The quality of information disclosed in corporate annual reports has received a great deal of attention in the last four decades, mostly in developed countries. The relationship between the extent/quality of disclosure in corporate annual reports and the characteristics of the firm has been extensively examined in the literature. Most of the studies in this area have used an index methodology, which is based on developing a general index and relating it to a number of explanatory variables (e.g., asset size, number of shareholders, profitability, listing status) in order to explain cross-sectional variation in the extent of disclosure in such corporate annual reports.
Business ethics is the ethical reflection of a business towards its behaviours and their impacts (Epstein 1987, 1989). This reflection can be shown in its emphasis of corporate values upon integrity, accountability, honesty, trust, fairness, responsibility, cooperation, mutuality, professionalism and open communication (Weeks and Nantel 1992; Kaptein 2004; Schwartz 2005).
I have developed a theoretical framework which I call ‘an Aristotelian approach to business’. As Aristotle is famous largely as the enemy of business, some justification of this approach would seem to be in order. True, he was the first economist. He had much to say about the ethics of exchange and so might well be called the first (known) business ethicist as well. But Aristotle distinguished two different senses of what we call economics: oeconomicus or household trading, which he approved of and thought essential to the working of any even modestly complex society, and chrematisike, which is trade for profit.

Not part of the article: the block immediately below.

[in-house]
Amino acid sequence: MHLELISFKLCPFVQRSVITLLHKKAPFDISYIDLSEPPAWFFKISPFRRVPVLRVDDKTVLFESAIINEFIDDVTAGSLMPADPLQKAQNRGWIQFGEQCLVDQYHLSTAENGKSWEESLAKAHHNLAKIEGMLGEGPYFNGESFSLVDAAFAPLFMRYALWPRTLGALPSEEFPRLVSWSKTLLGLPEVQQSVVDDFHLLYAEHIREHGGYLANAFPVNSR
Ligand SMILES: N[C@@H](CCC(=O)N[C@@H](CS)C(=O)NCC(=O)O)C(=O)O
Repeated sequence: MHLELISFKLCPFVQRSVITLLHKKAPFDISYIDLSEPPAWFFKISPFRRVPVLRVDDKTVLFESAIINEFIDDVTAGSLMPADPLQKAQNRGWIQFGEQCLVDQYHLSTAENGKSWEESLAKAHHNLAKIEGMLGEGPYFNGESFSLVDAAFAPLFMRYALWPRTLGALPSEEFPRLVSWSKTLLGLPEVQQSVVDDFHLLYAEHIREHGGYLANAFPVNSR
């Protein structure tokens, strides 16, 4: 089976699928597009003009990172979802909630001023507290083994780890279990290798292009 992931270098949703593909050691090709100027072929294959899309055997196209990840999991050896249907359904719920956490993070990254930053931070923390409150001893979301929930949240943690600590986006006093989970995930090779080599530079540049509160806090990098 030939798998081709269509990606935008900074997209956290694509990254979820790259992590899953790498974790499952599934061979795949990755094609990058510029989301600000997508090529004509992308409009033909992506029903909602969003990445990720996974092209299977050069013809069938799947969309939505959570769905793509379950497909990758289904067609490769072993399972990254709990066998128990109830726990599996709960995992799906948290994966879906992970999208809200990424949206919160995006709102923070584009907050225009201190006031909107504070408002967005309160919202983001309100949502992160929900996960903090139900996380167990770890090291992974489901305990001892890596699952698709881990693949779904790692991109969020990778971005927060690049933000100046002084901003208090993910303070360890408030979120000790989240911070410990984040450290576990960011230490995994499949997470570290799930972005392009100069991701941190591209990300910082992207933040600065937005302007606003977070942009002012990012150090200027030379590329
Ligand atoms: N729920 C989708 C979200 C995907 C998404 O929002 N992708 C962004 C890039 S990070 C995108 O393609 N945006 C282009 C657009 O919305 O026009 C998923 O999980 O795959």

For the past thirty years several attempts have been made to describe consumers in terms of their concern about societal problems (Roberts, 1996). As society changed, this concern shifted towards other topics.
There was the socially conscious or socially responsible consumer in the seventies (Anderson and Cunningham, 1972), whose range of action did not reach further than his own community From the late
The 53 countries on the African continent can be divided roughly into three main zones based on their official languages. These three groups are the Arab-speaking countries in North Africa (the Maghreb zone), the French-speaking countries of central and western Africa (the Franc or Francophone zone), and the English-speaking countries of southern, eastern, and western Africa (the commonwealth states or Anglophone zone). Economic activity on the continent is dominated by three countries with Algeria, Egypt, and South Africa contributing